Deschanel founded The Farm Project—an initiative to reconnect people to their food—in 2017 with Jacob Pechenik, a fintech CEO-turned-producer (known for independent films such as Before Midnight and The Skeleton Twins) and her husband at the time. Though the couple amicably split in 2019, she and Pechenik remain dedicated co-parents to their daughter Elsie and three-year-old son Charlie Wolf, as well as business partners who share a passion for transforming our relationship to what’s on our plates.
“We believe that the world will be a better place if you’re curious about your food,” says Deschanel, “because that’s going to drive the changes that [are] going to support a better food system.”
The Farm Project has a motto that says it all: “Know It or Grow It.” The “Know It” part of the mission encourages people to ask tough questions about their food’s origins and connect to farmers in their local communities. “If you know where your food comes from,” says Deschanel, “chances are you are going to make more responsible choices.”
The Farm Project partnered with media company ATTN: to produce the Facebook Watch-based web series Your Food’s Roots with Zooey Deschanel, which premiered in November 2017. Each episode investigates a different aspect of the food production landscape, from the importance of small farmers to the crisis of overfishing and the endangerment of bees.
The series not only packs in eye-opening facts about our global food system, but also demonstrates how delicious food can be in its most natural state, as Deschanel samples her way through just-picked organic produce and minimally processed olive oil, whole-grain bread, and more. The implication is that, while food choices are most certainly a function of our thought processes, they are equally driven by our taste buds.
“Connecting with the agricultural roots of her food proved nothing short of transformative.”
The desire to expose people firsthand to how much better produce tastes when it’s picked fresh, rather than languishing for weeks in refrigerated shipping containers and storage, is partly what motivated Deschanel and Pechenik to launch Lettuce Grow—a business that offers a vertical hydroponic growing system (called the Farmstand), seedling subscription service, and app to make growing non-GMO fruits and veggies at home a snap.*
“I am terrible at gardening,” admits Deschanel. But with Lettuce Grow’s system, she successfully grows a wide variety of produce at home to feed her family. And that’s profoundly changed the way she and her children eat.
“The kids are much more likely to eat something they see growing than if you just put something on their plate,” says Deschanel. “My daughter, she really didn’t want to eat much variety, and as soon as we started growing food, she really got excited about it.”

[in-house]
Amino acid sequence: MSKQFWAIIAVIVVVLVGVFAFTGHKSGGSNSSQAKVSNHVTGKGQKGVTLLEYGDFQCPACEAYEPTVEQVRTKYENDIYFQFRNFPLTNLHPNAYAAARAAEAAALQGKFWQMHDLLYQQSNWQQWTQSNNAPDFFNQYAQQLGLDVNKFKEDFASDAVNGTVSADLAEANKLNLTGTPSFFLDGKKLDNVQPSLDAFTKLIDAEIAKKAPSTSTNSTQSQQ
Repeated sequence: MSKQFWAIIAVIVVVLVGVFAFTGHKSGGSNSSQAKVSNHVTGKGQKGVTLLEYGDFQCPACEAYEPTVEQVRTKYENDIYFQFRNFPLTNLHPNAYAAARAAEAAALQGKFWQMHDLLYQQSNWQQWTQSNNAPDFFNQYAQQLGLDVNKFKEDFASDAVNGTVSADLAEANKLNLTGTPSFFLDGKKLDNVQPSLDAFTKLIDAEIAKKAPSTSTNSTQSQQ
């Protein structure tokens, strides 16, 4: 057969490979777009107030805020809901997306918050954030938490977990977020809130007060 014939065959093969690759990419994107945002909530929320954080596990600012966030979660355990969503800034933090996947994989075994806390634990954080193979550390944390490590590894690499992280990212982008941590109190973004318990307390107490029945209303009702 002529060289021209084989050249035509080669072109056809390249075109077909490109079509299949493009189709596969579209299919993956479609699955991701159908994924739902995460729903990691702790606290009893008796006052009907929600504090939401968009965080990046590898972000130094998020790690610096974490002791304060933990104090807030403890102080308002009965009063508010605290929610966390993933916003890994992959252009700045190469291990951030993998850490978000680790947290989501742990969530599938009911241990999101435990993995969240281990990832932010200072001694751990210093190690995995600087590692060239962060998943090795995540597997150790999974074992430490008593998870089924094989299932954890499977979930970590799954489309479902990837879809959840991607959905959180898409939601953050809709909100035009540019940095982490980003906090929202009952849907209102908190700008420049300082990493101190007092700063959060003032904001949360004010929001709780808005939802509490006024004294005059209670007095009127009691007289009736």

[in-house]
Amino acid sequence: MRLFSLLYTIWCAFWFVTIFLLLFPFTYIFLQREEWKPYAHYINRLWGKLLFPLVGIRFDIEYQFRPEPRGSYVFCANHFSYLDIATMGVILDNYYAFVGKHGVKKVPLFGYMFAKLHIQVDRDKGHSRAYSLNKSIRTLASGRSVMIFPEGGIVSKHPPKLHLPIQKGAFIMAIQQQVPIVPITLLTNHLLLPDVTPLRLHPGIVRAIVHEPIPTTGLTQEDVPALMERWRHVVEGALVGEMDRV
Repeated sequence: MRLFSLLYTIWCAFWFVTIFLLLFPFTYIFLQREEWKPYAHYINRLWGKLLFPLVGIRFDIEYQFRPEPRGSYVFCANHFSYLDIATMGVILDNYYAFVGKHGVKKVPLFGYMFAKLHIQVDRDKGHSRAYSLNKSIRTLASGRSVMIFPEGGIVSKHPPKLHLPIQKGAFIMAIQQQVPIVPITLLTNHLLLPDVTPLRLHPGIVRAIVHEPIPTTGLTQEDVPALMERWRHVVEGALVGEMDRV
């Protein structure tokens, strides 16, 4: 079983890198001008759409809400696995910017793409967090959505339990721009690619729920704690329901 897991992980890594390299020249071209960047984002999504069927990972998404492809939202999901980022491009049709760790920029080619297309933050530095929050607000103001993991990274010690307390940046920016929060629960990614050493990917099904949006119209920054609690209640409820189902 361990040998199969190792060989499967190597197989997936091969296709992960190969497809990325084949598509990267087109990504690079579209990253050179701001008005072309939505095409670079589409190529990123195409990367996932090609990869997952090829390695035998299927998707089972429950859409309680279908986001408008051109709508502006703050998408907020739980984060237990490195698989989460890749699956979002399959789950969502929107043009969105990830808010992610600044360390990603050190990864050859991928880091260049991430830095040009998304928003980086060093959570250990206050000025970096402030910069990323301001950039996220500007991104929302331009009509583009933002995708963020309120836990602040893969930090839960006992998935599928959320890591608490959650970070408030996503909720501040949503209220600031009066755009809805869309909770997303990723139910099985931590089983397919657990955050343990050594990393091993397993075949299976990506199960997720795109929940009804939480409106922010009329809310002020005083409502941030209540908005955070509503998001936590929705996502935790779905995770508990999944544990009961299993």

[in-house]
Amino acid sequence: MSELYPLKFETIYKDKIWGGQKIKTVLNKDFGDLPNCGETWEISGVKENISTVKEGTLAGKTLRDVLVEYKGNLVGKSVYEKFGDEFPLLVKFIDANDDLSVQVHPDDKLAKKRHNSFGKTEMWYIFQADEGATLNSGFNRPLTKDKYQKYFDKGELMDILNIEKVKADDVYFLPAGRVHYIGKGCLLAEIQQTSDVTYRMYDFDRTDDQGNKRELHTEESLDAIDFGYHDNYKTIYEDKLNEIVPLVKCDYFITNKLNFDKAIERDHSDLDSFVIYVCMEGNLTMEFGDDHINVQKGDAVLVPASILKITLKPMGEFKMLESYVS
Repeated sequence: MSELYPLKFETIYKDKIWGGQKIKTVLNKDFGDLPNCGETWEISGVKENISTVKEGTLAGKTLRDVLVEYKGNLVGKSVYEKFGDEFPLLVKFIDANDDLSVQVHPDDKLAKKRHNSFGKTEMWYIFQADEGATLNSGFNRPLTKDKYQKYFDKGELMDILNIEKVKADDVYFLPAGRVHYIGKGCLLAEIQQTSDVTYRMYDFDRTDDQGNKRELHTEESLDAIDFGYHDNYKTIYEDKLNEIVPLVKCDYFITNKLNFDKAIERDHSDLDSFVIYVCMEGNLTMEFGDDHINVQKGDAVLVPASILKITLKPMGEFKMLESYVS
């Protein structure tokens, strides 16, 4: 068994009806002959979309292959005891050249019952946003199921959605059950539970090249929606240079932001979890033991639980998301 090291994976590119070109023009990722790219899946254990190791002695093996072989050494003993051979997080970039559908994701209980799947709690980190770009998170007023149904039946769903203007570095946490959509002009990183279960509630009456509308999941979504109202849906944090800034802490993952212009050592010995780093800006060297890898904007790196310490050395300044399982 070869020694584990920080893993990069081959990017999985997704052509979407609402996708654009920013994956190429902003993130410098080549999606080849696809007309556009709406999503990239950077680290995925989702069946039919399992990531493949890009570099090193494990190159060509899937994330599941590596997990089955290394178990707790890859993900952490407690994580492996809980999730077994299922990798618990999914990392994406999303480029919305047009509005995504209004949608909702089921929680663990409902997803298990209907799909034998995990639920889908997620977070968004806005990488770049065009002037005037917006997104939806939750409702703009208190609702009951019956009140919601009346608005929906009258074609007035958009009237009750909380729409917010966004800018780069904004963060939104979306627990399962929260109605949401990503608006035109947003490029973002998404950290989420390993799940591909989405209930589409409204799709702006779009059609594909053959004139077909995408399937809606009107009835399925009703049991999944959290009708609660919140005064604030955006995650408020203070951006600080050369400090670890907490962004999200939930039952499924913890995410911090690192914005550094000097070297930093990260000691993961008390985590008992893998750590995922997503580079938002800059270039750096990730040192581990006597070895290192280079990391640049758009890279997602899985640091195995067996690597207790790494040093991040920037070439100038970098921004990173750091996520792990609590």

One of Deschanel’s favorite dishes to prepare with her kids is a salad from various ingredients on the Farmstand. “It’s fun for them to taste the difference between the different lettuces and green leafy vegetables,” she says. “They really can develop their own sense of taste and their palate.”
She particularly loves using kale as a base and mixing it with assorted herbs. “It suddenly changes the flavor of your salad, and you can make something completely different without having to get a whole new pantry of oils and vinegars and stuff like that,” says Deschanel.
Knowing how important it is to establish kids’ healthy eating habits at a young age, Deschanel and Pechenik have also partnered with schools, nonprofits, and community organizations through the Lettuce Give program to donate one Farmstand for every 10 sold.
While more initiatives will likely be launched under The Farm Project umbrella, for now, the focus is squarely on expanding Lettuce Grow. The Farmstand helps realize the “Grow It” part of The Farm Project mission by putting homegrown produce within people’s reach, yet it also offers something more intangible than a harvest at your fingertips.
Each Farmstand serves as its own little ecosystem. Butterflies and grasshoppers dance among the leaves. Hummingbirds and bees visit the flowers. Especially in urban settings, the Farmstand links users not just to their food, but also to echoes of a true farming experience that’s a partnership between people, plants, and beneficial creatures.
That reconnection is what The Farm Project is all about: a reawakening of a life lived in concert with nature that’s etched in our DNA.
Deschanel acknowledges that changing people’s shopping and eating habits isn’t easy. “The idea is always that you want people to make those decisions for themselves,” she says. “I think a lot of people think it’s going to be really hard, and it might be for a little bit.”
But ultimately, Deschanel hopes that experiences like using the Farmstand become their own reward, showing people that eating healthily and sustainably can be “so much easier than you think.”
“The Farm Project is all about reawakening a life lived in concert with nature that’s etched in our DNA.”
Just how big a difference can growing and eating more healthy, whole plant foods make? A recent research review concluded that eating roughly 10 servings of fruits and vegetables a day may reduce the risk of premature death by nearly one-third! Yes, that’s a lot of lettuce. But so worth it!
Rachel B. Levin is a Los Angeles-based freelance writer covering food, health, and sustainability. Follow her on Instagram: @rachelbethlevin